But during periods where neither the Fed nor the ECB is expanding its balance sheet, stocks have struggled as shown in the yellow highlighted areas of the chart below.
So the understandable investor bet is that if the market can land another round of balance sheet expanding stimulus, it will resume an intoxicated climb higher.
But what if the market receives the desired policy support, yet stocks do not respond by moving higher? After all, stocks have shown a diminishing marginal benefit from each successive round of balance sheet expanding monetary stimulus. And at some point, markets will finally grow numb to this medication, particularly if the magnitude of the problems overhanging the global economy begins to significantly exceed the degree of support being injected into the system.
This is a particularly important theme to monitor as we move forward. Markets have found great resilience over the last several years buoyed by the notion that the Fed will always intervene with policy support when needed to lift stock prices higher. If this thesis fails and investors are left to suffer declines following a major balance sheet expanding stimulus program, a crisis of confidence would likely soon follow that could pull markets dramatically lower from where they presently trade.
So What Can We Expect?
The highest probability outcome for the upcoming quarter associated with all of the above scenarios is the following. The global economy is likely to continue deteriorating, but the stock market does not necessarily cascade down. Instead, it is likely to continue grinding gradually lower with periodically sharp rallies along the way. Such an outcome would almost certainly prevent the Fed from applying any further stimulus such as QE3, particularly as we draw closer to the November election. And without the cascade lower and the balance sheet expanding stimulus high, stock investors may be left sufficiently sober to increasingly fret about the looming fiscal cliff along with other risks as we move toward the end of the year.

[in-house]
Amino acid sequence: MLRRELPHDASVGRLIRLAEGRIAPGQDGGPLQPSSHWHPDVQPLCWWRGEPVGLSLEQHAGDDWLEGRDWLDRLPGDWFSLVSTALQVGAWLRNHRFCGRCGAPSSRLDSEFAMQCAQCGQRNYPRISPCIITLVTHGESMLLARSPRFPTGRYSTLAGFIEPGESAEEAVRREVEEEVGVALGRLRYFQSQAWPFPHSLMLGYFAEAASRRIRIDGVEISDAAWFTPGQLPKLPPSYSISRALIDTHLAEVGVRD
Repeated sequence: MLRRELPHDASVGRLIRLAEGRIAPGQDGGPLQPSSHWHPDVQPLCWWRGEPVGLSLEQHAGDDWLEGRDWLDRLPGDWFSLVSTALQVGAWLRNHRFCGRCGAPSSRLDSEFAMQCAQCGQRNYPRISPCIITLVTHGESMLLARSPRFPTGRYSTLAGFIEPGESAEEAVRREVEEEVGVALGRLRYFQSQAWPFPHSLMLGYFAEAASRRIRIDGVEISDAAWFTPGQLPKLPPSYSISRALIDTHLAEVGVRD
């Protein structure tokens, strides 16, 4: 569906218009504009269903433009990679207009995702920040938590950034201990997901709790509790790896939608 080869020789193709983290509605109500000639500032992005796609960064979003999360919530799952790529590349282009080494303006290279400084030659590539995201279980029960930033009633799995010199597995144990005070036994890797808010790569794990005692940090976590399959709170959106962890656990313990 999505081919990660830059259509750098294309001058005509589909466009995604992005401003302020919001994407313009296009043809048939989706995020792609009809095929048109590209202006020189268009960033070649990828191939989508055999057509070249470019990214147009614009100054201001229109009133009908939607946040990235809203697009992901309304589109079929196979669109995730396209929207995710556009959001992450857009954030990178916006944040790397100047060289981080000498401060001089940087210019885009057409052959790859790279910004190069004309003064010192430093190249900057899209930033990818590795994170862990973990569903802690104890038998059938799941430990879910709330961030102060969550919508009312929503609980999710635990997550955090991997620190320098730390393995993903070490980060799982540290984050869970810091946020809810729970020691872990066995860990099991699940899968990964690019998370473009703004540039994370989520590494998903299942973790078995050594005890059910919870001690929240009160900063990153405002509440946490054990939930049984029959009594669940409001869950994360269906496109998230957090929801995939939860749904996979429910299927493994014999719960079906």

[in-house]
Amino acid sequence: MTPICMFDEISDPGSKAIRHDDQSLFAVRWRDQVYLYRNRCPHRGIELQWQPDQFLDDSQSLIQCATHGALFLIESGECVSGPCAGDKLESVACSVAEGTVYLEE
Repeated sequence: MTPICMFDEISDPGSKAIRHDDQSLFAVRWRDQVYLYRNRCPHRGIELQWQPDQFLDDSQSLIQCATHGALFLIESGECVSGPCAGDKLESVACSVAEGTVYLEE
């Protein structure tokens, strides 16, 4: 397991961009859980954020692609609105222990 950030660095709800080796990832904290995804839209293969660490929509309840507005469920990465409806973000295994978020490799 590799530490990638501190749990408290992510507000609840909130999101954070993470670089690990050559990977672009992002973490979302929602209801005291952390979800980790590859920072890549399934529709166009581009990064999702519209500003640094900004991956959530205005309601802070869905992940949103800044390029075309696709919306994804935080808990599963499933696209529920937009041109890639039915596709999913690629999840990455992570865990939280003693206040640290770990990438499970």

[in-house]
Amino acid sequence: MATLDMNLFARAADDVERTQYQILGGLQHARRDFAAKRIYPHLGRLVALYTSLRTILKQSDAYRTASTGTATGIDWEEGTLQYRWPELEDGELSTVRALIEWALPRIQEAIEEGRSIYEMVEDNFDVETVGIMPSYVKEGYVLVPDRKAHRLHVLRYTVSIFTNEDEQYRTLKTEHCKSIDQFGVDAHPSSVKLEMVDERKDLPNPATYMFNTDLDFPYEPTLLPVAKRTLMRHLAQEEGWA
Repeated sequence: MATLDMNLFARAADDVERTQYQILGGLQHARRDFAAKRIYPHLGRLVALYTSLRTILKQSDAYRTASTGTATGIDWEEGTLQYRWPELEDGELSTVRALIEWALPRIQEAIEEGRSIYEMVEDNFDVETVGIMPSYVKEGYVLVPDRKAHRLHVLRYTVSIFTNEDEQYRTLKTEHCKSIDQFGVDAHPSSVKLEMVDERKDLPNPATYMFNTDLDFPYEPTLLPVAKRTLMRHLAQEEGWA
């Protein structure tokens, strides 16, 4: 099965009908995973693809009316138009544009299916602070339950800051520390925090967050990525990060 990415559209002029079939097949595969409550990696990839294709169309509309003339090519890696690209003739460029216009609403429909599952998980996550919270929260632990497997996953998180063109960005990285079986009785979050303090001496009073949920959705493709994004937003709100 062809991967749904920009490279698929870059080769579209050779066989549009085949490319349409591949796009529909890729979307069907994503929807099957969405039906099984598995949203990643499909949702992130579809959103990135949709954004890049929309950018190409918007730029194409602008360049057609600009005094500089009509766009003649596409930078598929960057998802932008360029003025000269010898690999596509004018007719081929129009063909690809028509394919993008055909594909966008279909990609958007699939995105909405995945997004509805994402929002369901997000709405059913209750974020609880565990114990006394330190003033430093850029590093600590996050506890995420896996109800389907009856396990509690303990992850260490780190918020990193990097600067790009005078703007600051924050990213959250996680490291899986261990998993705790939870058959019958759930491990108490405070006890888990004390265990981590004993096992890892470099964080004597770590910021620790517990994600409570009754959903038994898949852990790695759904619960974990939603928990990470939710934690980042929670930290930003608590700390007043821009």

What Then, Shall We Do?
So what then is the best strategy given these risks in the coming quarter? What makes so many of these risks unique is that they are not much dependent on traditional fundamental or technical factors. Instead, they are reliant on anticipating the response of a person or group of people to a series of shock events if and when they occur. And then they must rely on the responses to these shocks to play out as anticipated. Moreover, to even have these policy moves put into action, investors must hope that economic and market conditions first deteriorate markedly. All of these are hardly the characteristics of a sound and well functioning market place.